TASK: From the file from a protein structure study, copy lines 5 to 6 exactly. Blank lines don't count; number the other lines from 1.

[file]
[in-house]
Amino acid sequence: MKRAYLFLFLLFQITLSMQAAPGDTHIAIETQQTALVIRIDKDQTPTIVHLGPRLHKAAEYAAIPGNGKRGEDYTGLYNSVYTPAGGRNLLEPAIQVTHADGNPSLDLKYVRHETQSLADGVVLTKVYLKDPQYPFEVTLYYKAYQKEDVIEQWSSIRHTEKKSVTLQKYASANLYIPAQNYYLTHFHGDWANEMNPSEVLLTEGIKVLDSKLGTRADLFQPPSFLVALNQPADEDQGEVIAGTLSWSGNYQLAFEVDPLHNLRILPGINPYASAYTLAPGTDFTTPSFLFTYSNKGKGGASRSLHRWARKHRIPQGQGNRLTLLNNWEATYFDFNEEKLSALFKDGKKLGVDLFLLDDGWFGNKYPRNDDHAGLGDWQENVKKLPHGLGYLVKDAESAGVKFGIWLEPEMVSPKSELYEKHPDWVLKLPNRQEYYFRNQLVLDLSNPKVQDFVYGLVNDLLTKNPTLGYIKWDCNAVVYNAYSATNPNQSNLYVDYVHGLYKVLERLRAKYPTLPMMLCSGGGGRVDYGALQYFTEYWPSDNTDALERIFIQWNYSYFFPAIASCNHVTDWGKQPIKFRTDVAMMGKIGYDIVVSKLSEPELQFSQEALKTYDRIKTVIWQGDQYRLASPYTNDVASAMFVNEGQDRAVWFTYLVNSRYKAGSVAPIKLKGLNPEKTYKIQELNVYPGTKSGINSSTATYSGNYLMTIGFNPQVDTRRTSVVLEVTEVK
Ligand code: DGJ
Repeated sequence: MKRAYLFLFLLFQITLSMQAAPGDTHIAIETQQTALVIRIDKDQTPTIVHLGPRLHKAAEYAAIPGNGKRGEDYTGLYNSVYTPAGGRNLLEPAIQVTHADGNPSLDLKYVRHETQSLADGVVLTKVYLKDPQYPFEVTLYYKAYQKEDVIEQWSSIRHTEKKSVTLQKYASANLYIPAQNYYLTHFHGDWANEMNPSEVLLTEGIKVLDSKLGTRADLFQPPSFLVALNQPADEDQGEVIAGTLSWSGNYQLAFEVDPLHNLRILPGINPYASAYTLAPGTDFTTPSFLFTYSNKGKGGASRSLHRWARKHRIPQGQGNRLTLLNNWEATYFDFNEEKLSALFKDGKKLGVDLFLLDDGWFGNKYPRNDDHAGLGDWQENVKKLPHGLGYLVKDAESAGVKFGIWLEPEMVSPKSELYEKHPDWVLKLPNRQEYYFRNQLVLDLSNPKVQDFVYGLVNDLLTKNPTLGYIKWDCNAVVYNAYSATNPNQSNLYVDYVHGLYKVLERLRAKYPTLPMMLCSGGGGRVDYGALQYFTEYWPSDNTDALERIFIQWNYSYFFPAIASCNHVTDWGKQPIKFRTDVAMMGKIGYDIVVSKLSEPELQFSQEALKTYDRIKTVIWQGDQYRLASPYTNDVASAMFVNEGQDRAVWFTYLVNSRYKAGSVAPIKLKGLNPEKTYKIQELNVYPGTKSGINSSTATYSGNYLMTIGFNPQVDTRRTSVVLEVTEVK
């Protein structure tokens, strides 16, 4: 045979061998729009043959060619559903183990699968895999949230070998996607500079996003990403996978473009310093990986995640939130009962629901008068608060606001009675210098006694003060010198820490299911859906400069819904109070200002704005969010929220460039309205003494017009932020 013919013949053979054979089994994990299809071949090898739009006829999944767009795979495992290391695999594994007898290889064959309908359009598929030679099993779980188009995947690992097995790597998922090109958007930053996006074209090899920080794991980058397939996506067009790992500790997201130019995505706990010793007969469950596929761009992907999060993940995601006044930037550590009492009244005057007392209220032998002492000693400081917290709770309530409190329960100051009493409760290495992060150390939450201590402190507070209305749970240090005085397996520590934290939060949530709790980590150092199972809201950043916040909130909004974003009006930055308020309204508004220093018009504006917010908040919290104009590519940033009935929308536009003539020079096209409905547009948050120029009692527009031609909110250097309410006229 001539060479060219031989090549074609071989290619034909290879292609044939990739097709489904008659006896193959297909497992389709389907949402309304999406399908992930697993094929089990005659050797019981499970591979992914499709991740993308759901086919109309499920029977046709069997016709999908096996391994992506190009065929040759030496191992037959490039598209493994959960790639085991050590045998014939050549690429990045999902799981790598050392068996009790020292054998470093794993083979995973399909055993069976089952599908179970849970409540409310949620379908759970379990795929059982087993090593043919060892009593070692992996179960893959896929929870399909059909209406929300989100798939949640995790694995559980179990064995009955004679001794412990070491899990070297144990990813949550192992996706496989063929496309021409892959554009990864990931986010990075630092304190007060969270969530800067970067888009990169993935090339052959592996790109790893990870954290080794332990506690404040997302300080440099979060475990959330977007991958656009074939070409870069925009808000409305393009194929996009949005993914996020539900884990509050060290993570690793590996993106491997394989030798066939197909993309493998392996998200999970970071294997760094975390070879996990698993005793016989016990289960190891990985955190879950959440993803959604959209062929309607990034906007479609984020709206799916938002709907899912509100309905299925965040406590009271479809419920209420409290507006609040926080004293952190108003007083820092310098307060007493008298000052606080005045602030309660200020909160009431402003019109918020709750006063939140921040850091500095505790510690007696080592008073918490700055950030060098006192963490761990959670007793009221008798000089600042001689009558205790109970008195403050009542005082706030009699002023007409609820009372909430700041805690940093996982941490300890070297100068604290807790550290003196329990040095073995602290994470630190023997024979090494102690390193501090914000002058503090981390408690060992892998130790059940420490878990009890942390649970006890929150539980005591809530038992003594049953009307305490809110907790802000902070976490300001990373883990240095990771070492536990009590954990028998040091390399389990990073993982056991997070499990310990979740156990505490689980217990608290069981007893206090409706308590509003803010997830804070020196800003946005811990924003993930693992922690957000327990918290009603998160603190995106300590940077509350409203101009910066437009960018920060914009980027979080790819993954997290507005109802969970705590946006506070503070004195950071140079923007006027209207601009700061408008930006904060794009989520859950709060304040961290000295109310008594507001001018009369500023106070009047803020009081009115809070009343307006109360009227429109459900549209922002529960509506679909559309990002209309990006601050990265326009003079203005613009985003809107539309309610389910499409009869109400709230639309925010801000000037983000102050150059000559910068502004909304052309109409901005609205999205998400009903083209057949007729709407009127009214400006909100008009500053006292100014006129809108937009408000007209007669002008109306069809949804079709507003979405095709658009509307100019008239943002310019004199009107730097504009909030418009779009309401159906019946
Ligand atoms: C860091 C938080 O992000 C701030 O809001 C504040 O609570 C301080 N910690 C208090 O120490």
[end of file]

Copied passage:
């Protein structure tokens, strides 16, 4: 045979061998729009043959060619559903183990699968895999949230070998996607500079996003990403996978473009310093990986995640939130009962629901008068608060606001009675210098006694003060010198820490299911859906400069819904109070200002704005969010929220460039309205003494017009932020 013919013949053979054979089994994990299809071949090898739009006829999944767009795979495992290391695999594994007898290889064959309908359009598929030679099993779980188009995947690992097995790597998922090109958007930053996006074209090899920080794991980058397939996506067009790992500790997201130019995505706990010793007969469950596929761009992907999060993940995601006044930037550590009492009244005057007392209220032998002492000693400081917290709770309530409190329960100051009493409760290495992060150390939450201590402190507070209305749970240090005085397996520590934290939060949530709790980590150092199972809201950043916040909130909004974003009006930055308020309204508004220093018009504006917010908040919290104009590519940033009935929308536009003539020079096209409905547009948050120029009692527009031609909110250097309410006229 001539060479060219031989090549074609071989290619034909290879292609044939990739097709489904008659006896193959297909497992389709389907949402309304999406399908992930697993094929089990005659050797019981499970591979992914499709991740993308759901086919109309499920029977046709069997016709999908096996391994992506190009065929040759030496191992037959490039598209493994959960790639085991050590045998014939050549690429990045999902799981790598050392068996009790020292054998470093794993083979995973399909055993069976089952599908179970849970409540409310949620379908759970379990795929059982087993090593043919060892009593070692992996179960893959896929929870399909059909209406929300989100798939949640995790694995559980179990064995009955004679001794412990070491899990070297144990990813949550192992996706496989063929496309021409892959554009990864990931986010990075630092304190007060969270969530800067970067888009990169993935090339052959592996790109790893990870954290080794332990506690404040997302300080440099979060475990959330977007991958656009074939070409870069925009808000409305393009194929996009949005993914996020539900884990509050060290993570690793590996993106491997394989030798066939197909993309493998392996998200999970970071294997760094975390070879996990698993005793016989016990289960190891990985955190879950959440993803959604959209062929309607990034906007479609984020709206799916938002709907899912509100309905299925965040406590009271479809419920209420409290507006609040926080004293952190108003007083820092310098307060007493008298000052606080005045602030309660200020909160009431402003019109918020709750006063939140921040850091500095505790510690007696080592008073918490700055950030060098006192963490761990959670007793009221008798000089600042001689009558205790109970008195403050009542005082706030009699002023007409609820009372909430700041805690940093996982941490300890070297100068604290807790550290003196329990040095073995602290994470630190023997024979090494102690390193501090914000002058503090981390408690060992892998130790059940420490878990009890942390649970006890929150539980005591809530038992003594049953009307305490809110907790802000902070976490300001990373883990240095990771070492536990009590954990028998040091390399389990990073993982056991997070499990310990979740156990505490689980217990608290069981007893206090409706308590509003803010997830804070020196800003946005811990924003993930693992922690957000327990918290009603998160603190995106300590940077509350409203101009910066437009960018920060914009980027979080790819993954997290507005109802969970705590946006506070503070004195950071140079923007006027209207601009700061408008930006904060794009989520859950709060304040961290000295109310008594507001001018009369500023106070009047803020009081009115809070009343307006109360009227429109459900549209922002529960509506679909559309990002209309990006601050990265326009003079203005613009985003809107539309309610389910499409009869109400709230639309925010801000000037983000102050150059000559910068502004909304052309109409901005609205999205998400009903083209057949007729709407009127009214400006909100008009500053006292100014006129809108937009408000007209007669002008109306069809949804079709507003979405095709658009509307100019008239943002310019004199009107730097504009909030418009779009309401159906019946
Ligand atoms: C860091 C938080 O992000 C701030 O809001 C504040 O609570 C301080 N910690 C208090 O120490």